Fine Needle Aspiration (FNA)

Author: OncoLink Team
Last Reviewed: September 14, 2018

What is a fine needle aspiration?

A fine needle aspiration (FNA) is a medical test to remove a piece of tissue from a lesion or mass. The tissue is then tested to find out what it is. It is a minimally invasive test, well tolerated and can be quickly done. 

FNA can be used for almost any part of the body. Common locations include: 

  • Thyroid
  • Lymph nodes in the neck or other areas of the body 
  • Lung lesions
  • Liver abnormalities 
  • Pancreas 
  • Breast

How do I prepare for a fine needle aspiration?

Usually there is no need to prepare for this test. However, if you are on blood thinners, you may need to stop them several days in before the test.

How is this test performed?

Local anesthesia, such as lidocaine, will be used to numb the area. Once the area is numb, a thin needle (one that is even smaller that the type used to draw blood) will be put into the mass or lesion. It may be placed into the mass or lesion several times to make sure enough tissue is removed to be tested. The actual insertion of the needle takes about 10-15 seconds. The entire biopsy takes about 15-30 minutes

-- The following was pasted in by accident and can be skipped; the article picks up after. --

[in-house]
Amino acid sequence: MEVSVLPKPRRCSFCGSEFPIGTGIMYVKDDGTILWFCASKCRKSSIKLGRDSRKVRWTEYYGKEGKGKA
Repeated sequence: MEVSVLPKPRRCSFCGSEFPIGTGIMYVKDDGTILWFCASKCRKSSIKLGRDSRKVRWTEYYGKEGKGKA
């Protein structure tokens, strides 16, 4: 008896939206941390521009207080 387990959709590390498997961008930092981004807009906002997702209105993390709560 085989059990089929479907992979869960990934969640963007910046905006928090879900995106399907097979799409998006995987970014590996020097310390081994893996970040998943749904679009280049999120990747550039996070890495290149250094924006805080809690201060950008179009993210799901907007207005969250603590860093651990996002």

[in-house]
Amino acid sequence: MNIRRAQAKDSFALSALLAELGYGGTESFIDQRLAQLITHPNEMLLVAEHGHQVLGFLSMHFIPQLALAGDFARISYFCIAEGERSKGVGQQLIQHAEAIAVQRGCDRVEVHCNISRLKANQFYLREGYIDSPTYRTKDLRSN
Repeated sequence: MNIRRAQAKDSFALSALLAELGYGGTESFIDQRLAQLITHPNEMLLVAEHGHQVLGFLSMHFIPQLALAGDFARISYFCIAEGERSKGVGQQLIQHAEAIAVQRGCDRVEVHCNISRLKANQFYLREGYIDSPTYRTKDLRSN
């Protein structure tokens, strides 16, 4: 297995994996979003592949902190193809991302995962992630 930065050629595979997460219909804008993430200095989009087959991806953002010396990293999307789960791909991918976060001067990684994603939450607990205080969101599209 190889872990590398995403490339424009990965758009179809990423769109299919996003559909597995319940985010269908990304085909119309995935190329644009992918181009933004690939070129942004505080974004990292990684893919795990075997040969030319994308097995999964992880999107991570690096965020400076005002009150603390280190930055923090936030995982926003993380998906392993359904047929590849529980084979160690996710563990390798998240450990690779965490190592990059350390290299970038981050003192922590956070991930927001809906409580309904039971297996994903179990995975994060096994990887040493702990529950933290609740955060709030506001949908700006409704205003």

If your provider is unable to see or feel the lesion or mass, then an ultrasound, x-ray, or CT scan can be used to find the right area to be biopsied. 

What to expect after your fine needle aspiration?

As the numbing medication wears off you may have some discomfort and you may have minimal bleeding at the site of the aspiration.

The main risk of an FNA is bleeding. Often there is no bleeding. But in some cases, a pocket of blood, or a hematoma, will collect at the site of the biopsy. This can be slightly uncomfortable but should resolve over the next few days. If there is severe pain following the procedure, you should contact your provider right away.

How do you receive the results of your fine needle aspiration?

The tissue sample is reviewed by a pathologist and a report is written. The pathology report provides information about the patient and the reason for the test. The report will likely detail both normal and abnormal findings. Your provider will be able to discuss your results with you. 

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